As many as one in five of American Dog Obedience Center clients ask about running with their dogs. It’s a trend, gaining in popularity. Many distance running events have even begun to include divisions for people running with their dogs.

It’s understandable that people see their dogs running in the yard with so much joy and assume more running would be better and a LOT of running would be best.  We absolutely applaud everyone’s efforts to include your dogs in your leisure activities and to provide exercise for yourselves AND them. 

To most people, meeting “running” goals with a dog seems only a matter of skill: teach the dog its human’s choice of position and teach the dog to maintain its human’s choice of speed. No doubt, skill is VERY important. You want to RUN WITH your dog, not dragged behind your dog! By “running” people mean for sport or exercise, in human terms, not running with their dogs in the backyard chasing birds & balls. When you are running, YOU don’t want to stop and sniff the ground or chase squirrels but, without training, your dog might be inclined to explore those dogly activities along the way. 

But there is much more to this athletic pursuit than behavioral training. We want you to be your dog’s best advocate, so let’s dig a little deeper into the dogly issues that surround this new phenomenon we refer to as 6-legged running. Human runners know that to become the best runners they can be, just running is not enough. Even the most basic principles human runners apply to themselves can reveal important issues to consider before running with your dog.

  1. Running, as humans envision it, is a human idea, not your dog’s. S/he did not invent or suggest this activity. Be sure running with you is mutually rewarding. 
  2. Growth plates. Everyone who lives with a puppy under two years of age should research growth plates. In short, growth plates are soft areas at the ends of long bones. Growth plates close (thin) as bones become longer and they normally close at varying times 10-24 months of age. Your veterinarian can determine when growth plates have actually closed. The important thing to know is that until growth plates close, they are soft and vulnerable to injury. The most frequently referred to cause of growth plate injury is repetitive, concussive exercise with a young dog. Not too surprising, then, that NIH states the top reasons for growth plate injuries in human children as falling down, competitive sports, and recreational activities.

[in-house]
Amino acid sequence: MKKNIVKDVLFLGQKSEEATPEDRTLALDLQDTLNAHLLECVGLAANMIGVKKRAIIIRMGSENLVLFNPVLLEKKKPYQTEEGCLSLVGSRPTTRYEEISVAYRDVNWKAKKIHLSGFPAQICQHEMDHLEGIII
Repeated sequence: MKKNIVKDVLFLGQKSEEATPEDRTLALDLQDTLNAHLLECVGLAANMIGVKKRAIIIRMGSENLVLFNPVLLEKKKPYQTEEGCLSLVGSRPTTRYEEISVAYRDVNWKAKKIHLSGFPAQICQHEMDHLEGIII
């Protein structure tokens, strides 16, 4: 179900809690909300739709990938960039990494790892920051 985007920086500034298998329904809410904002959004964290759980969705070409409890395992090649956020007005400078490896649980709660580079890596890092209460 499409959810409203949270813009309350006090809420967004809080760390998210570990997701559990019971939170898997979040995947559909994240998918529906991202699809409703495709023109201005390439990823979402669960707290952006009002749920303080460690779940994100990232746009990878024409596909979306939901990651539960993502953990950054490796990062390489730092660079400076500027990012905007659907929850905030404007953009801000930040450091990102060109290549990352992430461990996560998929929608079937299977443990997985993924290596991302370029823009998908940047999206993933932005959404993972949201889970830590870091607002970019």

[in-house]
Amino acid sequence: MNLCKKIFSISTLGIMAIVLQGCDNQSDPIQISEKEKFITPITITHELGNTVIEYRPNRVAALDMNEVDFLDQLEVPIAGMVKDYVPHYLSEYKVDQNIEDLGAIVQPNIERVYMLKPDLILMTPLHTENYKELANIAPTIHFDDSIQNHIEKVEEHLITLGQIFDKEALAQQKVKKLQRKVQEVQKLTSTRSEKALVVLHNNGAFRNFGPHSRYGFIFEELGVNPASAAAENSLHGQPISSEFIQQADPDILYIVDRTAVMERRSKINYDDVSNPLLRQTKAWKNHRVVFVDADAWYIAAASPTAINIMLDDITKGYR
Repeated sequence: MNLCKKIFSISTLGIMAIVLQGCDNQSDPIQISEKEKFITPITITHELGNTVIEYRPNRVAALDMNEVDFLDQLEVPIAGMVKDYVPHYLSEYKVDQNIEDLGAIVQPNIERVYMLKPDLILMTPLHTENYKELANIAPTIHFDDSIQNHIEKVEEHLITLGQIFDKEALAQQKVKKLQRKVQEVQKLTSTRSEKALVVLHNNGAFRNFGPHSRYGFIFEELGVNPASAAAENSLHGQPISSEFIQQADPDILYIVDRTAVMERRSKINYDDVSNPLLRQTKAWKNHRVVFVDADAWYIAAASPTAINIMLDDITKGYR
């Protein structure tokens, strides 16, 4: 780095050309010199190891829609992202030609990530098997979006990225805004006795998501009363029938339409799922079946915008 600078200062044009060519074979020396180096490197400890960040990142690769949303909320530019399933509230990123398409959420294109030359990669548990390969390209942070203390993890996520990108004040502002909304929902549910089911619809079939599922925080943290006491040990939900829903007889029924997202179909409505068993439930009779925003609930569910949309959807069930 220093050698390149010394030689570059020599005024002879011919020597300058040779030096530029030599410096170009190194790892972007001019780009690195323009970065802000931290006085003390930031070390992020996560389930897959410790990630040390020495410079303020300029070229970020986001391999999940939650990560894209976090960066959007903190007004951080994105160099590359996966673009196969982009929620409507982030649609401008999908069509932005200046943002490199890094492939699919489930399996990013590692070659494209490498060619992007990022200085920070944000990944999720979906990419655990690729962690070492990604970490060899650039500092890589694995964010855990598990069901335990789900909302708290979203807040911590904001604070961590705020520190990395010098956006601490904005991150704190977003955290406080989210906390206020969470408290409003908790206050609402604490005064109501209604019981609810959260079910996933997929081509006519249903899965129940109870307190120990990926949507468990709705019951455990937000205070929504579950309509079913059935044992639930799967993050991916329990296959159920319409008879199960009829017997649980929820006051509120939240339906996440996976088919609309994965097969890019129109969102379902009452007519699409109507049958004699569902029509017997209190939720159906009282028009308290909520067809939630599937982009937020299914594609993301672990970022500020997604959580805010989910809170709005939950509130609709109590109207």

3.  Running surfaces. Consider the impact of surfaces (concrete, asphalt, grass, dirt, sand)  as carefully for your dogs as human runners do for themselves. Consider carefully that dogs don’t wear shock-absorbing and protective shoes so surface temperature and items on surface tops (rocks, stickers) matter a lot to your dog’s bare feet. Agility dog handlers are known for their careful consideration of surfaces, to the extent that they rate “dirt” at various facilities. Their concern is for their dogs primarily, themselves secondarily.  
  4.  Core development. Human runners cross-train to develop more than their legs! They know that a strong core stabilizes their bodies while they run and supports proper form as they fatigue. To improve your dogs’ endurance and form, with an eye toward injury prevention, your goal should be to maintain an activated core with every step your dog takes. That requires a commitment to develop a strong core in the first place. We can help with that!

Just as we develop cross conditioning skills for agility dogs, we are also able to introduce you to fitness skills for your athletic running dogs. Refer to our Canine Fitness webpage for exciting video and information about our special brand of canine fitness skills training for super athletes and rising stars – including 4-legged running partners.  


Photos taken by or licensed to Kris Butler through Fotosearch,com.

Copyright 2017 Kris Butler, all rights reserved.